I can’t remember when I first heard this, but I was told once that the key to writing a good book was to be able to hook your reader on the first page. This has subsequently given me a lot of anxiety over my opening lines, but I also think this statement is true, at least to an extent. When I’m browsing a bookstore and find a book that looks interesting, I’ll pick it up and read the back cover. If I’m undecided as to whether or not I want to purchase it yet, I’ll open the book to the first page. If the writing doesn’t impress me on the first page, I will put it back on the shelf.
There are some books, however with opening lines that grab the reader and suck you into the story and make it impossible to put it down. In honor of those glorious first lines, I’ve compiled a list of some of my favorites for you to enjoy.
The Picture of Dorian Gray
“The studio was filled with the rich odour of roses, and when the light summer wind stirred amidst the trees of the garden, there came through the open door the heavy scent of the lilac, or the more delicate perfume of the pink-flowering thorn.”
I remember the first time I read this book because the opening line smacked me right between the eyes. Wilde’s ability to paint such an evocative picture with words was like a revelation to me. Each time I read this, I swear I can smell flowers. I keep expecting the power of these words to diminish over time, but it hasn’t happened yet. Probably never will.
The Valley of the Dolls
“The temperature hit ninety degrees the day she arrived. New York was steaming–an angry, concrete animal caught unawares in an unseasonable hot spell. But she didn’t mind the heat or the littered midway called Times Square. She thought New York was the most exciting city in the world.”
The Valley of the Dolls by Jacqueline Susann isn’t exactly most people’s idea of brilliant literature, but don’t let the hot pink cover fool you. Personally, I find Susann’s character development to be some of the best I’ve ever read. You watch these characters as they start out young and naive and hopeful and watch them turn into unrecognizable monsters. It’s brilliant writing and, for me, my love affair with this book started the moment I read these opening sentences. The description of New York City as an angry, concrete animal is an image that has stuck with me since I first read it at age 14. It’s also brilliant foreshadowing of the story to come; Anne is in love with New York from the start, her one true love, and yet it promises her nothing in return but rage and sharp teeth.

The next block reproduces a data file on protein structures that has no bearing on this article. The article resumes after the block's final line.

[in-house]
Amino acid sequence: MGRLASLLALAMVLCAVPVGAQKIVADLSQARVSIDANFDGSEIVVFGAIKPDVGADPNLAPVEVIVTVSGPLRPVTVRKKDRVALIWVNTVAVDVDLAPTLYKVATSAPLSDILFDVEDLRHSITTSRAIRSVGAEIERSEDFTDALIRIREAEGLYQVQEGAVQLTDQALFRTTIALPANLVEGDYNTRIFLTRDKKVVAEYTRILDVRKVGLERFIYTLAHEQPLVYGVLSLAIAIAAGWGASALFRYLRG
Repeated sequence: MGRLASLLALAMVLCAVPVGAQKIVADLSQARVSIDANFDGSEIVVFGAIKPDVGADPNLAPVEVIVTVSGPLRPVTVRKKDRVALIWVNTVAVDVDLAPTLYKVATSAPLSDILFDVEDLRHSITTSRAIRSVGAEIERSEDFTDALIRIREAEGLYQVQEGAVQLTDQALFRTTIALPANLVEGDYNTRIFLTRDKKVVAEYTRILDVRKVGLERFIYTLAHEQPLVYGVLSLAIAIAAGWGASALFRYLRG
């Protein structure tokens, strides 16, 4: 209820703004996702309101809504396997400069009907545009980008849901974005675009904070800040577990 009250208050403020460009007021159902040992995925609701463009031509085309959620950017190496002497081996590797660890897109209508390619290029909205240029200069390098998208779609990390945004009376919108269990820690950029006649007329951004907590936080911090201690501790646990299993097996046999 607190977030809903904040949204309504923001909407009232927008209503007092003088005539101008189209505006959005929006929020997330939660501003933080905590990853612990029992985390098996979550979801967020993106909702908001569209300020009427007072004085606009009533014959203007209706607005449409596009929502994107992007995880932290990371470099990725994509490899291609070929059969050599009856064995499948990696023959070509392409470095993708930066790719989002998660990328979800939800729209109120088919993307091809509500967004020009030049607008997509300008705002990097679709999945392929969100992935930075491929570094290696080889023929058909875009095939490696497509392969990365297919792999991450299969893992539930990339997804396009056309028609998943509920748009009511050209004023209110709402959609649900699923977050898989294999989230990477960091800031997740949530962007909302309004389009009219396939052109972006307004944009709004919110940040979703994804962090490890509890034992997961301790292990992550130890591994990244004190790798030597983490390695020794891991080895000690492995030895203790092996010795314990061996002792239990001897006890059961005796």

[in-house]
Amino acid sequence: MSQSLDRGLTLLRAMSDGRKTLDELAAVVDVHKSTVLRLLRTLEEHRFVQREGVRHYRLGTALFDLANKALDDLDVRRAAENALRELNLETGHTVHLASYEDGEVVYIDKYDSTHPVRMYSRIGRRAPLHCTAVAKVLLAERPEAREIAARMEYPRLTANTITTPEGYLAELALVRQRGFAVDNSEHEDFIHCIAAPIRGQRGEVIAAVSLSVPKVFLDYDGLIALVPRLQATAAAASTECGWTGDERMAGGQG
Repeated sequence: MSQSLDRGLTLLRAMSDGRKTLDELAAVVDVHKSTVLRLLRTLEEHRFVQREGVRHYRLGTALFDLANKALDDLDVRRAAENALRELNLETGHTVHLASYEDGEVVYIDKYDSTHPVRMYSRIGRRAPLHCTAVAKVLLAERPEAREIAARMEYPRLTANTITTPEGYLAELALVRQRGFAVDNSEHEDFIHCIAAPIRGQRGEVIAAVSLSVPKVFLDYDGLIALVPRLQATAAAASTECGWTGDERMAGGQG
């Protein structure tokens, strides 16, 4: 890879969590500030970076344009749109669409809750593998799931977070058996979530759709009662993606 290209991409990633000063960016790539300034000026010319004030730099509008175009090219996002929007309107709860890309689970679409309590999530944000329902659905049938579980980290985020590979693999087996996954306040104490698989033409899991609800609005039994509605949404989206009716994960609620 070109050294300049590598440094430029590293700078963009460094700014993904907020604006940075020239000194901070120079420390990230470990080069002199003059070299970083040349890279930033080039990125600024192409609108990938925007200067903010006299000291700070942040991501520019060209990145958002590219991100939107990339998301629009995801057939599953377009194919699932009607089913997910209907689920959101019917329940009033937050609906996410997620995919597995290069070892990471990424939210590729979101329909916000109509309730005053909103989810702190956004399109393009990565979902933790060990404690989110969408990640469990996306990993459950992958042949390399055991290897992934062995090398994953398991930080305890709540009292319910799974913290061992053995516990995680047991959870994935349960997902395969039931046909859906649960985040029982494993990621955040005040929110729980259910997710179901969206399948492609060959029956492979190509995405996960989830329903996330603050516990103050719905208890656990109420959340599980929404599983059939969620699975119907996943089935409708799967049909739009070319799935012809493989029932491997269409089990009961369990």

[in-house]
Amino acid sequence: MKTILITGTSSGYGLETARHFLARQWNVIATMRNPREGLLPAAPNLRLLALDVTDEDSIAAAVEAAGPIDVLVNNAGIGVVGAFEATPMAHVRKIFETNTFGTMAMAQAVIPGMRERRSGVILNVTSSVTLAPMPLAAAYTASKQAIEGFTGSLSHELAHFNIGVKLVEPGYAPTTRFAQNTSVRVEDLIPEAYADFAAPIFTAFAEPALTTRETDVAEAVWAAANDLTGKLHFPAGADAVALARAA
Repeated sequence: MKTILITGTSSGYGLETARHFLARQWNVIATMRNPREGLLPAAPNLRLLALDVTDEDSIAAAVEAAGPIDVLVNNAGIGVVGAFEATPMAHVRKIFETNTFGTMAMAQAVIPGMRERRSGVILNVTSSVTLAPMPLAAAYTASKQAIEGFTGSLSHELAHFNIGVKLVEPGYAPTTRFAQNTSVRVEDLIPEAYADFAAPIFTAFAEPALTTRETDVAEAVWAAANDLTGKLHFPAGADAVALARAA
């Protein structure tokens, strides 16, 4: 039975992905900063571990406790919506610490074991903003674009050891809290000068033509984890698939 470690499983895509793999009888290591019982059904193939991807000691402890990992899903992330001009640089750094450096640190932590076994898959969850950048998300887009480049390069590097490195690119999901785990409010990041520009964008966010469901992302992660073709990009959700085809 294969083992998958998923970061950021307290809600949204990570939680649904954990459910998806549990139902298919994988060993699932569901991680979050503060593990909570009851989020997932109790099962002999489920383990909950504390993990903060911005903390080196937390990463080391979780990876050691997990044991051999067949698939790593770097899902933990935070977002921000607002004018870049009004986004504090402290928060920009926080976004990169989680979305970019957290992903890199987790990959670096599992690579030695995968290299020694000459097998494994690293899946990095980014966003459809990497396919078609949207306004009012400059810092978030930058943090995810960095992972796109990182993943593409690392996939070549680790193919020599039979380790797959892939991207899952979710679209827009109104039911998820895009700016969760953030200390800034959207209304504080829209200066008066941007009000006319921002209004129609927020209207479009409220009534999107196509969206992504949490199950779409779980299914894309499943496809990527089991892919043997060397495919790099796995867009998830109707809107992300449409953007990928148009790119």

“I looked up because of the laughter, and kept looking because of the girls.”
Emma Cline’s 2016 novel The Girls is based on the Manson family and the Sharon Tate murders and tells the fictionalized account of a 14-year-old girl, Evie, who spends time at the family compound with the Manson family, both a part of the cult and apart from it. The opening line of this book is simple, but sometimes simple is best. Evie’s whole world revolves around these girls and in this opening line, I also want to see the girls who are laughing.
“It was a bright cold day in April, and the clocks were striking thirteen.”
I love the opening line of 1984 because with the small detail of the clocks striking thirteen, you are immediately introduced to the idea that something is not right. Of course, as this dystopian novel progresses, the reader soon learns that there are a lot of somethings that aren’t right.
Less Than Zero
“People are afraid to merge on freeways in Los Angeles.”
I think I enjoy the opening of this Bret Easton Ellis novel because it resonates with me. I freaking hate driving in LA.
What are your favorite first lines of novels? Let me know in the comments!
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